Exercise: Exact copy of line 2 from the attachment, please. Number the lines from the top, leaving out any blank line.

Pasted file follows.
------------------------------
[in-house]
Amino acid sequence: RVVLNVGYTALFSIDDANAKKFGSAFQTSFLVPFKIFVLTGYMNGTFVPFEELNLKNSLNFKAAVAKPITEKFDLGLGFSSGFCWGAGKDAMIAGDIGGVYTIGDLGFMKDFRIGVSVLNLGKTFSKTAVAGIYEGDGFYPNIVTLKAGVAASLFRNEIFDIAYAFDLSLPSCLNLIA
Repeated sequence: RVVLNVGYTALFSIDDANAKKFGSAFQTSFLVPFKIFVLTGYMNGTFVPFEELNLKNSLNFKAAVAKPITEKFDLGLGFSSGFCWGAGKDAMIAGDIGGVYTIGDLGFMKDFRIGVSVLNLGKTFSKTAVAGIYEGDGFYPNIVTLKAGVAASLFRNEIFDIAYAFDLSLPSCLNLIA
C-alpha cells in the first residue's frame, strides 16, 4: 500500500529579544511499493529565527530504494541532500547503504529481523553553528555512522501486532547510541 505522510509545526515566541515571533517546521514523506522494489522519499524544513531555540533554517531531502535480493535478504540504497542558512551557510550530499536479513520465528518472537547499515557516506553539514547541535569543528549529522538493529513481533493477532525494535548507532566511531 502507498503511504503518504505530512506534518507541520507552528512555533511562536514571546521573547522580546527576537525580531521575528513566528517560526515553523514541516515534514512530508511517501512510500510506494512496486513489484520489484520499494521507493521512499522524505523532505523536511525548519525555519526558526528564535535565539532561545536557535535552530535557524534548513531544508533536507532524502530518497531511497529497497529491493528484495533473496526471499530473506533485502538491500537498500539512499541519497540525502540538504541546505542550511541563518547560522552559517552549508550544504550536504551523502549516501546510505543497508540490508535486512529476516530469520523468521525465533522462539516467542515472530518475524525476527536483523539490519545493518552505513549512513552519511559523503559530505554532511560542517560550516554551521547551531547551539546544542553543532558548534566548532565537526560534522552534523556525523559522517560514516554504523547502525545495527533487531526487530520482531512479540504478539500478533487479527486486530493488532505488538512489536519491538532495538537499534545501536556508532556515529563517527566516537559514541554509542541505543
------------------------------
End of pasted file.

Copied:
Amino acid sequence: RVVLNVGYTALFSIDDANAKKFGSAFQTSFLVPFKIFVLTGYMNGTFVPFEELNLKNSLNFKAAVAKPITEKFDLGLGFSSGFCWGAGKDAMIAGDIGGVYTIGDLGFMKDFRIGVSVLNLGKTFSKTAVAGIYEGDGFYPNIVTLKAGVAASLFRNEIFDIAYAFDLSLPSCLNLIA